In the next speech, Mr. Weber has ingeniously interpolated of, and converted the whole into nonsense.

G. 420. W. 380.-Every doubt, that resolution kills,


Springs up a greater in the year's revolution.
Every doubt that resolution kills

Springs up a greater. In the year's revolution,
There cannot be a season more delicious, &c.

G. 421. W. 381.-" Snipe. For snipe, the old copy reads snite." The old copy is right; snite was the more common word, and should not have been displaced.

G. 435. W. 394.

G. 423. W. 383.-For by swords; read, with swords.

G. 429. W. 388.-To him, brave prince, to you.] "The old copy

reads tho' you."

Mr. Weber has still missed the right word.

Read: To him, brave prince, thro' you.
direct me thither.

Read: bring me thither; and for your guide,
Read the guide.

G. 436. W. 395.-Ray. Oh, gracious lord!] "This speech in the old copy is not appropriated, and appears thus: Oes, gracious lord.' "


This is an innocent mistake. The speech is appropriated, but Mr. Weber's scholarship did not enable him, perhaps, to discover that oes. was a common contraction of omnes, and meant ALL.


G. 449. W. 408.—" Carriage, i. e. conduct."

Right! 'twould be a thousand pities had this been forgotten, now we are so near the end of the work.

G. 449. IV. 409.--Tho' my poor fortune.
Though my poor fortunes.


G. 452. W. 411.-Win. I have heard the news; all now is safe.

This is incorrect. Winnifrede is not the speaker here; nor is the language such as she would have used. She is addressed, on her entrance, by Sir Arthur, who evidently wishes to anticipate and silence her reproaches, and who then continues his speech. Read:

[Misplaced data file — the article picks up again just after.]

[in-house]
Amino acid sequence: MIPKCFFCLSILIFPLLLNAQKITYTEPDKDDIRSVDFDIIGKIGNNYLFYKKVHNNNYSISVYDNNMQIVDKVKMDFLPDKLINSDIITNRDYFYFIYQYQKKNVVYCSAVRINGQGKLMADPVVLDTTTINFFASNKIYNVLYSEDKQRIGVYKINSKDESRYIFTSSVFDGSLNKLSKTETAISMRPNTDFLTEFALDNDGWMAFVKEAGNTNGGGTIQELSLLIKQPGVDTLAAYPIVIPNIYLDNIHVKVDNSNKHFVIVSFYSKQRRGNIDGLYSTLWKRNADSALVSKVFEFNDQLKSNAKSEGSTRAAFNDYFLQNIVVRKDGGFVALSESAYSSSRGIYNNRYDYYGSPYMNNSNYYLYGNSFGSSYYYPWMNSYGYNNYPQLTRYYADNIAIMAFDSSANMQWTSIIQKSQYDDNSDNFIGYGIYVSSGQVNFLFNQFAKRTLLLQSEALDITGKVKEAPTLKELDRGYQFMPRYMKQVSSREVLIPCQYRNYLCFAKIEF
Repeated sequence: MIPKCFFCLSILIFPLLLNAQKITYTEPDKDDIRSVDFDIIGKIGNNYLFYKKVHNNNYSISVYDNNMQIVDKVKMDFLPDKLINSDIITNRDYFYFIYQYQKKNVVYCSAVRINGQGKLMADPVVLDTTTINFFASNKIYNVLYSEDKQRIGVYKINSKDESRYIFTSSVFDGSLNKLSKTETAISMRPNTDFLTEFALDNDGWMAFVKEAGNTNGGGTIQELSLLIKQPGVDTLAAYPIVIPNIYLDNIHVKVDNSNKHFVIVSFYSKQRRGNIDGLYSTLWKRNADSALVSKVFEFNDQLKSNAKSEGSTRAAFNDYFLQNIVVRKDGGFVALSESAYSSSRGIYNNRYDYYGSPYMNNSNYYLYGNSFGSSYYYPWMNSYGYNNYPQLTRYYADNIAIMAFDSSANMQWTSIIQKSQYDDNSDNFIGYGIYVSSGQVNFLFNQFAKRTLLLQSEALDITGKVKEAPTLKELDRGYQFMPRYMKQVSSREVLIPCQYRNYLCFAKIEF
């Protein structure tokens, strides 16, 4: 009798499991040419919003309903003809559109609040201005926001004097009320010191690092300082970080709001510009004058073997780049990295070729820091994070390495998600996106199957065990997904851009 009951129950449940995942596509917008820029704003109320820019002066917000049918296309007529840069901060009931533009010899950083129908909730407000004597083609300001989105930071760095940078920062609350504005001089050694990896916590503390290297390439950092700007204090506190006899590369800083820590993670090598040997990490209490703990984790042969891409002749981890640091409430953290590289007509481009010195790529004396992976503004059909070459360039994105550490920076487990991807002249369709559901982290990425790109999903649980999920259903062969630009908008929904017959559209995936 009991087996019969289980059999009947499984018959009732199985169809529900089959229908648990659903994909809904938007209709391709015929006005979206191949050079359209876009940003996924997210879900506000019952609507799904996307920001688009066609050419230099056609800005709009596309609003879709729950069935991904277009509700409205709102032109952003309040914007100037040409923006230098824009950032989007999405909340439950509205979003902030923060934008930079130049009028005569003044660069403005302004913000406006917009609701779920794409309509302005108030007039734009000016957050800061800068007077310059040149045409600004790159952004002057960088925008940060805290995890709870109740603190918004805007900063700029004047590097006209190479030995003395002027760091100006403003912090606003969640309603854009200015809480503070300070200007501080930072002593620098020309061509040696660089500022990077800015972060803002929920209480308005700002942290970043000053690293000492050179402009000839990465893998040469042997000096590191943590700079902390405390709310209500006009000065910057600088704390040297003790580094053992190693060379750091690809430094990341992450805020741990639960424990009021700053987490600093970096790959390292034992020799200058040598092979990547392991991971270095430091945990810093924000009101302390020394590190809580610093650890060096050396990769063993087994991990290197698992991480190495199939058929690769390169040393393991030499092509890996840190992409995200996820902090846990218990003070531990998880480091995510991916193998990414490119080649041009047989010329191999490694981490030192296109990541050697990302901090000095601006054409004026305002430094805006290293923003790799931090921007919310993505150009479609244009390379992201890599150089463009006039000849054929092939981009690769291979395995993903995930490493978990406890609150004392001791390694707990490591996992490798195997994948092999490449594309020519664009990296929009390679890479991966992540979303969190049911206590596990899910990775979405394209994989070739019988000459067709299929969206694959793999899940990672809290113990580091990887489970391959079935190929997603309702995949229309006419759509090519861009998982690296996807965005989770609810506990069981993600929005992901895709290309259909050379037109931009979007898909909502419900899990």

Win, I have heard the news, &c.

G. 453. W. 411.-For "The dower of virginity," which enfeebles the verse, read: "The dower of a virginity."


G. 456. W. 414.


G. 454. W. 412.-For former deeds of love. This is far from the poet's meaning. Read: For former deeds of lust.

G. 455. W. 413.-Then freeze in your old cloyster.

There freeze, &c. Old, I think, should be

need not as long.
need not so long.

G. 460. W. 417.-By Westham, in Essex.

Read: In Westham, by Essex; i. e. bordering on


G. 460. IV. 417.-Am I a property for you to use

As stale to your fond, wanton, loose discourse? "Stale seems to be used here in the same sense as in Shakspeare:

"I stand dishonoured to have gone about

To link my dear friend to a common stale."

Here, again, Mr. Weber has blundered upon the old string! In his author stale means a cover, a pretext for the use of loose language; in the quotation from Shakspeare, it means a common prostitute.

G. 461. W. 417.-For "I will use him kindly," which neither suits the time, nor the speaker, read: "I use him kindly." G. 466. W. 422.-The nurse shall not stand thee in a penny-worth of milk. Read: The nursing shall not stand thee, &c. And,

for spare her not, read, spare not.

G. 468. W. 424.-Gathering a few rotten sticks.

Read: Gather a few, &c.

Mr. Weber's emendation arises from his ignorance of the sense of make, in the preceding line.

G. 472. IV. 427.-He (the hobby-horse) shall not want a belly when I am on him.

This spoils both the sense and the humour, such as it is. Read:

when I am in him.

G. 475. W. 430.-I cancel then my gift.
I will cancel. It is a threat.
And, for I will be revenged, read, I would be.

It is optative.

G. 478. W. 433.-What would'st thou?

Read: What would'st have? And, for What, not a counter? read, What! nor a counter?

G. 482. W. 436.-Here Mr. Weber boasts of having "corrected the old copy," which, as he says, reads: "Love in this kind admits to reason no wear her."

The old copy reads :- -no reason to wear her! Where were the critic's eyes? Just below, for But the sheath, read, the sheath might, &c.

G. 485. W. 438.-Give me thee fully. "The old copy reads: Give me the fully. A slight variation was required here. The text, though somewhat stiff, is the language of the age."

Would any one believe, after this, that the old copy clearly, and distinctly, and simply, reads: "Give me the reason fully"? Yet such is the fact.